Moving forward with Curve25519
Andrey Jivsov
openpgp at brainhub.org
Wed Aug 6 00:40:50 CEST 2014
On 08/05/2014 04:01 AM, Werner Koch wrote:
> On Fri, 20 Jun 2014 15:28, gniibe at fsij.org said:
>
>> For Montgomery curve, it doesn't compute y-coordinate, and the
>> representation in my current implementation is:
>>
>> 04 || X || ZERO
>
> I would suggest to use
>
> 41 || X
>
> and we are done. Simon's draft-josefsson-tls-curve25519-05 for TLS does
> the same.
>
> 0x41 is not used by SEC1 but it is quite similar to it. A nice property
> of the prefix bytes is that they avoid misintrepretation as a negative
> value and are thus compatible to OpenPGP MPIs. Thus my suggestion is to
> define these prefix bytes:
>
> 40 := Native point format of the curve follows
> 41 := Only X coordinate follows.
> 42 := Only Y coordinate follows.
For all protocols that I know, including OpenPGP, the Y coordinate is
not used in the calculation of the shared secret in ECDH. This is
especially true for Curve25519 ECDH, which uses Montgomery curve in the
original paper, given that the Montgomery formulas don't even compute Y.
To compute the Y one needs to move an X into an isogenous curve, such as
EC25519, and use Edwards formulas there. You typically need Y if you
depend on the exact sign of the point, which is needed when you add
points, but ECDH doesn't do point additions.
Assuming that there is no interest here to represent Curve25519 point
used for encryption with anything but a point on the Montgomery curve,
in the original representation, sending anything but X for ECDH is a
(small) waste of space and the need to commit to yet another tag.
X has aesthetically pleasing 32 byte size. X is an integer, which fits
perfectly into the OpenPGP container, which is an MPI.
I think that OpenPGP should adopt X as the format for the ECDH. This
works with Curve25519 encryption or any other ECDH scheme.
Because "just X" is the minimal representation (i.e. the size is never
more than 256 bits), this is an unambiguous encoding. It means "if you
need Y, go and calculate it yourself".
http://tools.ietf.org/html/draft-jivsov-ecc-compact provides one
unambiguous method to know the other coordinate from this minimal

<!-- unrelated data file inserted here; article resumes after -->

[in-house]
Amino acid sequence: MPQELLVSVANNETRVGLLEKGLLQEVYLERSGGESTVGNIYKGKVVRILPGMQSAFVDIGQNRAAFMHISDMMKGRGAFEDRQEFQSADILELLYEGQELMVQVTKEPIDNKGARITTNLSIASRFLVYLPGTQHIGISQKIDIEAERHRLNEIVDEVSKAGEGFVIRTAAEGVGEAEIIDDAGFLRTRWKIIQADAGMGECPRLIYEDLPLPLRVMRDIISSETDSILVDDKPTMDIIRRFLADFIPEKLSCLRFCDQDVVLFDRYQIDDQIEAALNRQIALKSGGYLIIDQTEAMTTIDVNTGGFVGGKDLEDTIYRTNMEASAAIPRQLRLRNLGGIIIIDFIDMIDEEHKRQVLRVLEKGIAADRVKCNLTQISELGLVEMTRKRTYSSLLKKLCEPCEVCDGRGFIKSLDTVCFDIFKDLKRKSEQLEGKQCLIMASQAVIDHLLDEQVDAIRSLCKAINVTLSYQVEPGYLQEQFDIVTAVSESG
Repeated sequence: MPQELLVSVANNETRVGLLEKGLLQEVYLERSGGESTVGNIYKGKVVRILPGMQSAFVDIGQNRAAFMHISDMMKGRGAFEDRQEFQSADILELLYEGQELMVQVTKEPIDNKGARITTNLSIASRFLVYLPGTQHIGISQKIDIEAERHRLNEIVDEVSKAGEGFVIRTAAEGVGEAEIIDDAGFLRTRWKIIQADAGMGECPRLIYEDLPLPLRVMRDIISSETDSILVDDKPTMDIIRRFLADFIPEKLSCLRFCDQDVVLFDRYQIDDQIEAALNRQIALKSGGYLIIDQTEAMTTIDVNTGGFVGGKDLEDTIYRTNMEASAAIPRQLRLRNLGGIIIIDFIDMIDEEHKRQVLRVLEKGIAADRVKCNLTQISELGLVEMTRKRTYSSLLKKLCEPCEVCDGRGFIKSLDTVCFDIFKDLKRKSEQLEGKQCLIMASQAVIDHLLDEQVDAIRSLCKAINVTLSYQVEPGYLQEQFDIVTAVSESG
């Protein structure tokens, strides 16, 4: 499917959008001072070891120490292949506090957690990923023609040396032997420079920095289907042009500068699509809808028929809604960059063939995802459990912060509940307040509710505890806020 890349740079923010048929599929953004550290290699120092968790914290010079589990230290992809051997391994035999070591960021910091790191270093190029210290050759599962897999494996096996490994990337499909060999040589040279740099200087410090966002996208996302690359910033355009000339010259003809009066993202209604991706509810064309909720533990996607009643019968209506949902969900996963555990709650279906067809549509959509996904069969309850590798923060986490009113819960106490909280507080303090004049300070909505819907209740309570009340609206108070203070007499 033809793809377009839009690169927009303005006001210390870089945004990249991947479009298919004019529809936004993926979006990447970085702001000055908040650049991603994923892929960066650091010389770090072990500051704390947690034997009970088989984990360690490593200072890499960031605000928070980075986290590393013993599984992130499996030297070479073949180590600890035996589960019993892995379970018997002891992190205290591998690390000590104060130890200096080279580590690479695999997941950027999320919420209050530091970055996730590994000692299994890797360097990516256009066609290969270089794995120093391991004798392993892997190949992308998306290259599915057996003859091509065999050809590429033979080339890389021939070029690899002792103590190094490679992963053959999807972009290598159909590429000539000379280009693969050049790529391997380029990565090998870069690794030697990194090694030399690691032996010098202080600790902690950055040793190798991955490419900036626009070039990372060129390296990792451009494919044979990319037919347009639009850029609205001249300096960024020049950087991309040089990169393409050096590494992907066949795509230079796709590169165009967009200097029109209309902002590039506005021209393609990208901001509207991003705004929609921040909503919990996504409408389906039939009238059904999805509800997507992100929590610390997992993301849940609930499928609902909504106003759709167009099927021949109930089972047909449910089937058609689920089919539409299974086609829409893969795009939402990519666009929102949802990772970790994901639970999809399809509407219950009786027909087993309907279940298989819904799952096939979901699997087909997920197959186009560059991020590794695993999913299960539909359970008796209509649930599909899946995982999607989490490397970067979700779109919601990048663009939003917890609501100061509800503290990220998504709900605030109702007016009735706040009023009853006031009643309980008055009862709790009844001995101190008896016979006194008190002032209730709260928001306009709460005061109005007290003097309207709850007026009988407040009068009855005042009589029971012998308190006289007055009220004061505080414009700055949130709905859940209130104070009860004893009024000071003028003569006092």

format, but, as mentioned above, this is not needed for ECDH.
( Besides, the value 41 or 42 is implied by the curve OID in the
following way. If we are talking about encryption and the OID is
Curve25519, you know it's 41. The value 40 v.s. {41,42} is implied by
the curveID and the size of the MPI. )
Thank you.
>
> In GnuPG master (and libgcrypt 1.7) 0x40 is already supported for
> Ed25519 keys. I also working on an I-D for EdDSA (ed25519) support in
> OpenPGP to get an algorithm id assigned.
>
>> IIUC, draft-jivsov-ecc-compact-05 can be applied to 6637
>> straightforwardly, and fingerprint (or keygrip) will be different when
>> representation will be changed. Is this right?
>
> Should not because we are already using the Jivsov method for key
> creation.
>
> However, I doubt that we need that right now and I would propose to just
> go forward and not wait on the IETF to decide on new curve and point
> representation. The whole thing is delayed way too long and there are
> no signs that there will be any soon decision. I am more and more
> convinced we should set the standard by using it. OpenSSH and several
> other projects settled for the Chicago curves instead of waiting until
> the IETF participants (where some of them work for the NSA or govt
> contractors) agree on something.
>
> Using the Montgomery coordinates for ECDH is just fine. If an
> implementation wants to use its Edwards maths it can be easily done and
> mapped to Montgomery coordinates. A revision of RFC-6637 can always be
> made and document the new compression scheme. We can also wait for an
> successor of RFC-4880 to obsolete the current OpenPGP RFCs.
>
>
> Shalom-Salam,
>
> Werner
>
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